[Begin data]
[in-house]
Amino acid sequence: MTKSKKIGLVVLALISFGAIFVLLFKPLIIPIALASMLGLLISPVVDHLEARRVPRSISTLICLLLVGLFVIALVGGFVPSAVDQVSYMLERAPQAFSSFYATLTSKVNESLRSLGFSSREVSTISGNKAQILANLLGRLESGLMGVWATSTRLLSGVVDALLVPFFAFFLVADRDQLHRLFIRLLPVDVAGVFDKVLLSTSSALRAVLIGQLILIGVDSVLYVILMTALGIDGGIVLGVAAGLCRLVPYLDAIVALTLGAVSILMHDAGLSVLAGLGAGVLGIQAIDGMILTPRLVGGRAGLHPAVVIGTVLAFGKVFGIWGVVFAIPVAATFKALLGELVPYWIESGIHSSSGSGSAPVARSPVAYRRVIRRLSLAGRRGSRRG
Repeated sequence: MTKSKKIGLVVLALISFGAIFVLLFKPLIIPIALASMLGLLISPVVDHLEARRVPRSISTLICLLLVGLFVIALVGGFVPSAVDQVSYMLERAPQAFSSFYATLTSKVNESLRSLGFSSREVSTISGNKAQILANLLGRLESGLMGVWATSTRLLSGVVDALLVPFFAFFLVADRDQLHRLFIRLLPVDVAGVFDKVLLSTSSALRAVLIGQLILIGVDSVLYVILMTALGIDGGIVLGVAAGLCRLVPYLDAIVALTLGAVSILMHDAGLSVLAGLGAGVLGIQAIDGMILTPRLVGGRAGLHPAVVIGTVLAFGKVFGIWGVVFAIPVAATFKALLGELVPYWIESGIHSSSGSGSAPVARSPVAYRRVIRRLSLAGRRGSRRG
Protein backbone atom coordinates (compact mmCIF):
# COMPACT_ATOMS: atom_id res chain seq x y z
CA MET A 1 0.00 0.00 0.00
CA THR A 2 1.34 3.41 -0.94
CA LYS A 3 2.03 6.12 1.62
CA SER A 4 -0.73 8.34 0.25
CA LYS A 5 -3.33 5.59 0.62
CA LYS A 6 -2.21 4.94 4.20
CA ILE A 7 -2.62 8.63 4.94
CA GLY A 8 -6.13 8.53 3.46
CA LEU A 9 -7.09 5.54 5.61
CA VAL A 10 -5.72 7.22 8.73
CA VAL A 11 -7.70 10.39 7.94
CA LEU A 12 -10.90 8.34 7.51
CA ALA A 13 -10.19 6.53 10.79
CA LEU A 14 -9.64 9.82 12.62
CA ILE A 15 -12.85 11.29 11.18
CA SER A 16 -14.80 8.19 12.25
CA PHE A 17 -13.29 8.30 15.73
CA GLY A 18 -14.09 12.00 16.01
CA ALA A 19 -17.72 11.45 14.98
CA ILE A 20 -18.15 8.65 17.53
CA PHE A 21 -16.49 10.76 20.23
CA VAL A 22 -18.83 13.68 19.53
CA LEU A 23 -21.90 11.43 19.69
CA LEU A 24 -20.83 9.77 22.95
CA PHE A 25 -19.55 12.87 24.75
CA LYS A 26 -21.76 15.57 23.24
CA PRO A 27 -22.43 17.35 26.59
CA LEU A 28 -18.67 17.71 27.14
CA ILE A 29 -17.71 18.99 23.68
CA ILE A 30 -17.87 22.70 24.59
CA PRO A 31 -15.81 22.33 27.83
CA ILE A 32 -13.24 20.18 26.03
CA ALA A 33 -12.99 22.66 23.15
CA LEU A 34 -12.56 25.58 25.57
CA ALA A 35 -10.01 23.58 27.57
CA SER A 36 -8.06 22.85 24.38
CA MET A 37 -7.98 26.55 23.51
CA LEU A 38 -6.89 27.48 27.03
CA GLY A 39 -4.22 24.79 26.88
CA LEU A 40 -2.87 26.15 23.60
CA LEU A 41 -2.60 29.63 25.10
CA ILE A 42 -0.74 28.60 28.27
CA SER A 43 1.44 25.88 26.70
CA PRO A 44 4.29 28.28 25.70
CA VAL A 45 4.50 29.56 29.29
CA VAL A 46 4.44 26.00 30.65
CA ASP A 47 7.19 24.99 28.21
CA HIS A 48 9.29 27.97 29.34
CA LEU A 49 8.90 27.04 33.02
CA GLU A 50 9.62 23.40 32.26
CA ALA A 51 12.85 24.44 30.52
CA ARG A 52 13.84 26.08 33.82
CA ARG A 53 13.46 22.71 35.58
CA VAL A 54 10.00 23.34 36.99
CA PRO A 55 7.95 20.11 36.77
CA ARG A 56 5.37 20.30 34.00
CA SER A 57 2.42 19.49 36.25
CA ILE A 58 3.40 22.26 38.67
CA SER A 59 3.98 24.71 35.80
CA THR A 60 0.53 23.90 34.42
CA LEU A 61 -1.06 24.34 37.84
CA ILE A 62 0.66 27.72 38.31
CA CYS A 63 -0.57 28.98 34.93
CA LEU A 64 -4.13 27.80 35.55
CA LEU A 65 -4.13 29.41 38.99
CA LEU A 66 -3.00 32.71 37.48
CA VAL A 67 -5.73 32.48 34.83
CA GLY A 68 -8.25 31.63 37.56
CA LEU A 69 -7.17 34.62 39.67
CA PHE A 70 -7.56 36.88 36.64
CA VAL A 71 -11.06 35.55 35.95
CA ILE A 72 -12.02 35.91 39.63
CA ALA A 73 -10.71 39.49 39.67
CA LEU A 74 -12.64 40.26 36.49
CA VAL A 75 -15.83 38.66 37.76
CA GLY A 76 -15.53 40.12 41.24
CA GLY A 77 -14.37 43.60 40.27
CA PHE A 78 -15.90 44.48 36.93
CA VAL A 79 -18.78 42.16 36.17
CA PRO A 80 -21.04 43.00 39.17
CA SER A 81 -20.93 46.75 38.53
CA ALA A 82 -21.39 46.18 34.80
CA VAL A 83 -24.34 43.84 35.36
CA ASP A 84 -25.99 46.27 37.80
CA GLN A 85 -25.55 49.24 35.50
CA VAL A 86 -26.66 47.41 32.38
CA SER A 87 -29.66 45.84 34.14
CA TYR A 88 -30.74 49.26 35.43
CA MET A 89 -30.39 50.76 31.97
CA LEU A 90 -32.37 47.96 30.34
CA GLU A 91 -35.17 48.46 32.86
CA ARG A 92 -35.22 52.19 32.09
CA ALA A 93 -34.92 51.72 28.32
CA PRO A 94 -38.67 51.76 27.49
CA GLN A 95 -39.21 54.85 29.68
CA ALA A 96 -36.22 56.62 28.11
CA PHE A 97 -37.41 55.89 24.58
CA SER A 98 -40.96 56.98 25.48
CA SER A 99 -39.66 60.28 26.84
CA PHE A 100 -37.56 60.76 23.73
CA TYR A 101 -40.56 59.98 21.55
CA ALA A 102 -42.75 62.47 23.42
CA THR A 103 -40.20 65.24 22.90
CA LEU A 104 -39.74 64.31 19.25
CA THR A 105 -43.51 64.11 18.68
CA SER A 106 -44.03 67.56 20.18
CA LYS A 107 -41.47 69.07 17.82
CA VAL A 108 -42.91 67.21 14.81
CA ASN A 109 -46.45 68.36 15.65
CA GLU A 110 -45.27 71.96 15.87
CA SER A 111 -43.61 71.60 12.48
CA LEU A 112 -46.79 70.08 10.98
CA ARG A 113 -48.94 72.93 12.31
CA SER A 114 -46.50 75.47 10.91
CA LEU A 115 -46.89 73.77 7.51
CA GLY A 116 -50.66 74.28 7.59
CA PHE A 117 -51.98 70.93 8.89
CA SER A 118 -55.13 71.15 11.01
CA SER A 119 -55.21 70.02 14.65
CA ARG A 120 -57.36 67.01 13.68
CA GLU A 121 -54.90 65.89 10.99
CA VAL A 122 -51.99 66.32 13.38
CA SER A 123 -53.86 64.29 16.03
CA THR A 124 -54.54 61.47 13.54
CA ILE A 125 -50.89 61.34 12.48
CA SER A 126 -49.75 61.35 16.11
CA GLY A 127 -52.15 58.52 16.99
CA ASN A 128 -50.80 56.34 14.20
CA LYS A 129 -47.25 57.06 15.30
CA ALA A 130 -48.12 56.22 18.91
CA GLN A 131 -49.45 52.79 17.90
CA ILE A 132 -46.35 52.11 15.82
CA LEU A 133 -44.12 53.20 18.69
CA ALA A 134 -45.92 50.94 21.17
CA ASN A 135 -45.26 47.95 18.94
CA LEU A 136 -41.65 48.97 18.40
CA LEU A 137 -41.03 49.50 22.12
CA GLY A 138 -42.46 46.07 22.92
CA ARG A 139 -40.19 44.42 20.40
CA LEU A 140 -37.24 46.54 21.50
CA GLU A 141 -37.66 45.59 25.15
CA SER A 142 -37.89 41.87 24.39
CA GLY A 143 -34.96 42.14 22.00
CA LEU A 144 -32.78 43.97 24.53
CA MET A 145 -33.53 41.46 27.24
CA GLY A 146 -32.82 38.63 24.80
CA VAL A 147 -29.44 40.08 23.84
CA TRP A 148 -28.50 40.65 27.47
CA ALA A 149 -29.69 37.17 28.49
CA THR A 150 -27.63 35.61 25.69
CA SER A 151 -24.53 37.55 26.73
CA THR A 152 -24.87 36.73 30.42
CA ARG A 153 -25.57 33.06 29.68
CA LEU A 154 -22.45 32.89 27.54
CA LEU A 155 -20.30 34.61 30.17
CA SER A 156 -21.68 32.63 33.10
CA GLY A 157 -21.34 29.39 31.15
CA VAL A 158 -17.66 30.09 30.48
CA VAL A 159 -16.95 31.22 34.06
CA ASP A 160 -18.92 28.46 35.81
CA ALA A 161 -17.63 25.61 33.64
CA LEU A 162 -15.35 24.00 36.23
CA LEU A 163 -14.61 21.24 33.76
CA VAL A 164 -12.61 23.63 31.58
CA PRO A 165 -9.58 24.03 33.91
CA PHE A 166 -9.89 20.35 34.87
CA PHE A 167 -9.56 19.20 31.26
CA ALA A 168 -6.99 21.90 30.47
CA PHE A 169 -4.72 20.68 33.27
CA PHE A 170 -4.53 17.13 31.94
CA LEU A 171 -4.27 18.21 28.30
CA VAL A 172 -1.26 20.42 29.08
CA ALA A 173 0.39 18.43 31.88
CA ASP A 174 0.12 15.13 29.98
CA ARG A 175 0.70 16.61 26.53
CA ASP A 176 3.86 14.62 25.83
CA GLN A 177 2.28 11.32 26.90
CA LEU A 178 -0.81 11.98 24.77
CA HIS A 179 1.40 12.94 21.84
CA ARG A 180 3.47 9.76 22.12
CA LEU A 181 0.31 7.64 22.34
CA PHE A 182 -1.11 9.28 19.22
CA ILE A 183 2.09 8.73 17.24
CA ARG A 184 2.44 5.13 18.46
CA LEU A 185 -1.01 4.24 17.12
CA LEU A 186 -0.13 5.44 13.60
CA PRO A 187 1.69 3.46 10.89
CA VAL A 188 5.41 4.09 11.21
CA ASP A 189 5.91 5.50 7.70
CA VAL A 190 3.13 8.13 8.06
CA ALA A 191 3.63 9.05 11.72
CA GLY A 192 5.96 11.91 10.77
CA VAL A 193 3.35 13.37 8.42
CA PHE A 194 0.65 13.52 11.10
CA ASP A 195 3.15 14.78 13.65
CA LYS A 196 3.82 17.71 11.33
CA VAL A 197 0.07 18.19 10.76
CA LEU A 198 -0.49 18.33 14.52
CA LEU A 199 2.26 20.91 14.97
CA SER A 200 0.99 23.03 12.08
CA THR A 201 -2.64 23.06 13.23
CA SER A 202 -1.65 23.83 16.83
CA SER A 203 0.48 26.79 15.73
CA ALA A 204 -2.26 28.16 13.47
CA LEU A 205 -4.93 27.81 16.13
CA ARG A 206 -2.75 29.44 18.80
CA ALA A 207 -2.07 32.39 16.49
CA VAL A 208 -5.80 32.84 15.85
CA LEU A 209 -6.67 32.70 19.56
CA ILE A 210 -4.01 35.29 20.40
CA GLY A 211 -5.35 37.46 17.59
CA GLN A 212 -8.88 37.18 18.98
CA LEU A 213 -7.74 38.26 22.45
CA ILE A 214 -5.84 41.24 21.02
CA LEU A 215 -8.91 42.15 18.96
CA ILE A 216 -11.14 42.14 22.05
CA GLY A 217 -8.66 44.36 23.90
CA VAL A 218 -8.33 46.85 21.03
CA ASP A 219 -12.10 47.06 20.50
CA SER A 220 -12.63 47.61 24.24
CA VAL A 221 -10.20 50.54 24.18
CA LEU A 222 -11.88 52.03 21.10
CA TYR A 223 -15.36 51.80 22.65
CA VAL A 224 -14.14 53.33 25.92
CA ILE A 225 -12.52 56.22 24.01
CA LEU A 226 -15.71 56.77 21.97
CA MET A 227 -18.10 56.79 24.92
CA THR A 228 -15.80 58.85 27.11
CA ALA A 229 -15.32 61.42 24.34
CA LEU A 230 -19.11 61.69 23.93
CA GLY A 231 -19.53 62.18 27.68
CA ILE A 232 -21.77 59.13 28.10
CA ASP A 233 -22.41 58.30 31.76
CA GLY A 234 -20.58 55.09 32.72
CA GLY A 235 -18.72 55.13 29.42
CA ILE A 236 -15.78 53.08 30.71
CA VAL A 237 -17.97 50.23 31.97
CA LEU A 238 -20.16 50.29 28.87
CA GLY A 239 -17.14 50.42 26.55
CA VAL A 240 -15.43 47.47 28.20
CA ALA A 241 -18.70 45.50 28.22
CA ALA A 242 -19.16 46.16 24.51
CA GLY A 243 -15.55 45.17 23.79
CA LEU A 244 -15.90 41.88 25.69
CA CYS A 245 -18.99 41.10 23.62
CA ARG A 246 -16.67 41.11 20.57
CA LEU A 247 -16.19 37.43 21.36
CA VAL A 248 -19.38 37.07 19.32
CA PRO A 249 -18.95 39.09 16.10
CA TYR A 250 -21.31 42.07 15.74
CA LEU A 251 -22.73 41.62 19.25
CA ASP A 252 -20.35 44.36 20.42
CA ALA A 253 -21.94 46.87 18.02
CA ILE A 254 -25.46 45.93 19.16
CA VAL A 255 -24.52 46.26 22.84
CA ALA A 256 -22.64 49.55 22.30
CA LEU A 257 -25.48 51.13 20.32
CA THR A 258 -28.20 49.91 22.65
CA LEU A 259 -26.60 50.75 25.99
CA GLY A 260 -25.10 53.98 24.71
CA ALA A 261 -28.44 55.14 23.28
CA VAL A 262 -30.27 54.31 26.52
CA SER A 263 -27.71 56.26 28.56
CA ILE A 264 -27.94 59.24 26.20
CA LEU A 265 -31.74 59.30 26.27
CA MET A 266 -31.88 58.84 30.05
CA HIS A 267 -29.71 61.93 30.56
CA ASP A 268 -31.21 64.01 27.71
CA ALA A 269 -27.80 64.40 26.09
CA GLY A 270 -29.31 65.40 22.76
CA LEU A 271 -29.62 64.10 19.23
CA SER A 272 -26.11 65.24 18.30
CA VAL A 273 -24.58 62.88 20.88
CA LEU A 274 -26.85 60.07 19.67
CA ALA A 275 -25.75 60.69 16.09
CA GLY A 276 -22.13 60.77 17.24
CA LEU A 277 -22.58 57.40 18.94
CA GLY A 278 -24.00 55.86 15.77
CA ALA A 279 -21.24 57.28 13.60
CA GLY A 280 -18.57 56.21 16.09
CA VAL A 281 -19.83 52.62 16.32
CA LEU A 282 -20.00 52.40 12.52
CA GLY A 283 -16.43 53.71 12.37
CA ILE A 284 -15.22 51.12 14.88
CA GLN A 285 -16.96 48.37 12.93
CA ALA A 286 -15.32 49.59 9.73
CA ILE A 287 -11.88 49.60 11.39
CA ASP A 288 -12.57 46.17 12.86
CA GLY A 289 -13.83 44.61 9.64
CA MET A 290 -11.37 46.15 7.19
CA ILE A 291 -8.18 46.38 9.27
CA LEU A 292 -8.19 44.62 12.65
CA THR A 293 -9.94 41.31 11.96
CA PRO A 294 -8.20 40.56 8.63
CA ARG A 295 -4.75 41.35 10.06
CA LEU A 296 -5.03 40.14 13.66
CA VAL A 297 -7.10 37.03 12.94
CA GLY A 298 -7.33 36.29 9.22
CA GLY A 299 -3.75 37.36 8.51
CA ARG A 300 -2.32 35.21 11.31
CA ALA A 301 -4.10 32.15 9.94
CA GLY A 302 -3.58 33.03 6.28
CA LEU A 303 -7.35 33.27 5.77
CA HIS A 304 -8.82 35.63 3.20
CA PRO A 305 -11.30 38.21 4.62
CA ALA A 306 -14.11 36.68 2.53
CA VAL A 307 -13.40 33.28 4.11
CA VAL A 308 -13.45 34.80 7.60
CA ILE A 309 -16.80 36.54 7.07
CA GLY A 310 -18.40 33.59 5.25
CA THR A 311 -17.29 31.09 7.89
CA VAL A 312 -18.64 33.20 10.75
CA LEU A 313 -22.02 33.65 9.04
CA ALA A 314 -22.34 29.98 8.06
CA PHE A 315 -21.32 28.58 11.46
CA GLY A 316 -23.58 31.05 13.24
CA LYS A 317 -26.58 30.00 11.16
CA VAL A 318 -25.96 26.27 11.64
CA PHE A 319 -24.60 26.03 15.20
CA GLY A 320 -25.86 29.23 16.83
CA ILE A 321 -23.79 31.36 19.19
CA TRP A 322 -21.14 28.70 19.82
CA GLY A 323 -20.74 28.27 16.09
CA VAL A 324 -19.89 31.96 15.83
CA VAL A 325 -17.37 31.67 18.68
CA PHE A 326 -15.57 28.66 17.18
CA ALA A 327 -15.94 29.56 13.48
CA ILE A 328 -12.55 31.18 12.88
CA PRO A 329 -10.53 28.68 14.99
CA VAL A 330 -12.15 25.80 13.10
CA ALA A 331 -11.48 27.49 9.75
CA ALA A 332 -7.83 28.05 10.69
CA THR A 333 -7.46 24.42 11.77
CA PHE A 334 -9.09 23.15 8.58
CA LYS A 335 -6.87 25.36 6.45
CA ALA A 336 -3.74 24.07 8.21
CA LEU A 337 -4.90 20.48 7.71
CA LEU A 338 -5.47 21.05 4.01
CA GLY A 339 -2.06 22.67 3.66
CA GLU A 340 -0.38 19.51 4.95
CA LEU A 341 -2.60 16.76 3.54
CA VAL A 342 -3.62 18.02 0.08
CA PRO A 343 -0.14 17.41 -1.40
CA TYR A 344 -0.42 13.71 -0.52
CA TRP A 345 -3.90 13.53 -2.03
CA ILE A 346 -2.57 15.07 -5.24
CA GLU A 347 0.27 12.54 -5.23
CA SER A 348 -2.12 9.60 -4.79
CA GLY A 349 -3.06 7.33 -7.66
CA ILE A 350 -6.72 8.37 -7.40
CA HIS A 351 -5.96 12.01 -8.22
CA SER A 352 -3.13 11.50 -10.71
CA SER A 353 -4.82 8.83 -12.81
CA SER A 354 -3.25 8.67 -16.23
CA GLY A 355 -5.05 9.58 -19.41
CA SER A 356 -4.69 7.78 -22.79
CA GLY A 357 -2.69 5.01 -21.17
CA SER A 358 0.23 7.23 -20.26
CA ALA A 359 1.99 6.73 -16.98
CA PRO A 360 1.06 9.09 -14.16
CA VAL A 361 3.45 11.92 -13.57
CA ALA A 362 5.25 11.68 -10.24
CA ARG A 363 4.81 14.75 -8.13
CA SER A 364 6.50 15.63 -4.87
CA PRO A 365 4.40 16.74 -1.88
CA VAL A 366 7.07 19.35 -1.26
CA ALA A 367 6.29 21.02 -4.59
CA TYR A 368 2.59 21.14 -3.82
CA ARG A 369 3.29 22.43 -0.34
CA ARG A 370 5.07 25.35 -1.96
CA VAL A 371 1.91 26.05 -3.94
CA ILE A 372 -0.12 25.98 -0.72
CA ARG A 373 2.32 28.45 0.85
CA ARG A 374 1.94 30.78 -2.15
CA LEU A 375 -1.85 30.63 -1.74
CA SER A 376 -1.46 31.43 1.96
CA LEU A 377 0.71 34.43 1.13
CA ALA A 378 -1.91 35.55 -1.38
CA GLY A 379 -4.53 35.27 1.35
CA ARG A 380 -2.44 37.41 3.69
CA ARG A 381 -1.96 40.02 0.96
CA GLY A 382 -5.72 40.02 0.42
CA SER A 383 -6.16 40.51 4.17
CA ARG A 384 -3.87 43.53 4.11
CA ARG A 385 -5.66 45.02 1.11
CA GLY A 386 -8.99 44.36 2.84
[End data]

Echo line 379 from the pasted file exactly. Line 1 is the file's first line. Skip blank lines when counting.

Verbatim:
CA ARG A 374 1.94 30.78 -2.15